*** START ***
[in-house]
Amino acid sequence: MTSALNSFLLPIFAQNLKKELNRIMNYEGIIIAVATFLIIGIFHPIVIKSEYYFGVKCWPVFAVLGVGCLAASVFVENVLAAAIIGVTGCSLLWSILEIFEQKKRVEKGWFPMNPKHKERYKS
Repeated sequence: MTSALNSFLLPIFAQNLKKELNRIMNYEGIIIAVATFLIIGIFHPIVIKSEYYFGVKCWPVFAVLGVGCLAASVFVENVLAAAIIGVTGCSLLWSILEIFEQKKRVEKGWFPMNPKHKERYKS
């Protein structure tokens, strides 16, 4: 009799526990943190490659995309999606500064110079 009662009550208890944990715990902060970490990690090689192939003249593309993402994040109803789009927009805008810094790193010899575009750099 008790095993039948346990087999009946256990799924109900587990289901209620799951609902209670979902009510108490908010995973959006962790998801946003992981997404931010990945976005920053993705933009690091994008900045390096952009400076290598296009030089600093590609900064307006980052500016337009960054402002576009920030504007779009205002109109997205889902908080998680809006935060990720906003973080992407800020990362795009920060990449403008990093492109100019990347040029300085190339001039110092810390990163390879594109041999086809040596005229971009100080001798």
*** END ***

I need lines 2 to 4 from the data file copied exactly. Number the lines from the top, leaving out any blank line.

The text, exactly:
Amino acid sequence: MTSALNSFLLPIFAQNLKKELNRIMNYEGIIIAVATFLIIGIFHPIVIKSEYYFGVKCWPVFAVLGVGCLAASVFVENVLAAAIIGVTGCSLLWSILEIFEQKKRVEKGWFPMNPKHKERYKS
Repeated sequence: MTSALNSFLLPIFAQNLKKELNRIMNYEGIIIAVATFLIIGIFHPIVIKSEYYFGVKCWPVFAVLGVGCLAASVFVENVLAAAIIGVTGCSLLWSILEIFEQKKRVEKGWFPMNPKHKERYKS
């Protein structure tokens, strides 16, 4: 009799526990943190490659995309999606500064110079 009662009550208890944990715990902060970490990690090689192939003249593309993402994040109803789009927009805008810094790193010899575009750099 008790095993039948346990087999009946256990799924109900587990289901209620799951609902209670979902009510108490908010995973959006962790998801946003992981997404931010990945976005920053993705933009690091994008900045390096952009400076290598296009030089600093590609900064307006980052500016337009960054402002576009920030504007779009205002109109997205889902908080998680809006935060990720906003973080992407800020990362795009920060990449403008990093492109100019990347040029300085190339001039110092810390990163390879594109041999086809040596005229971009100080001798």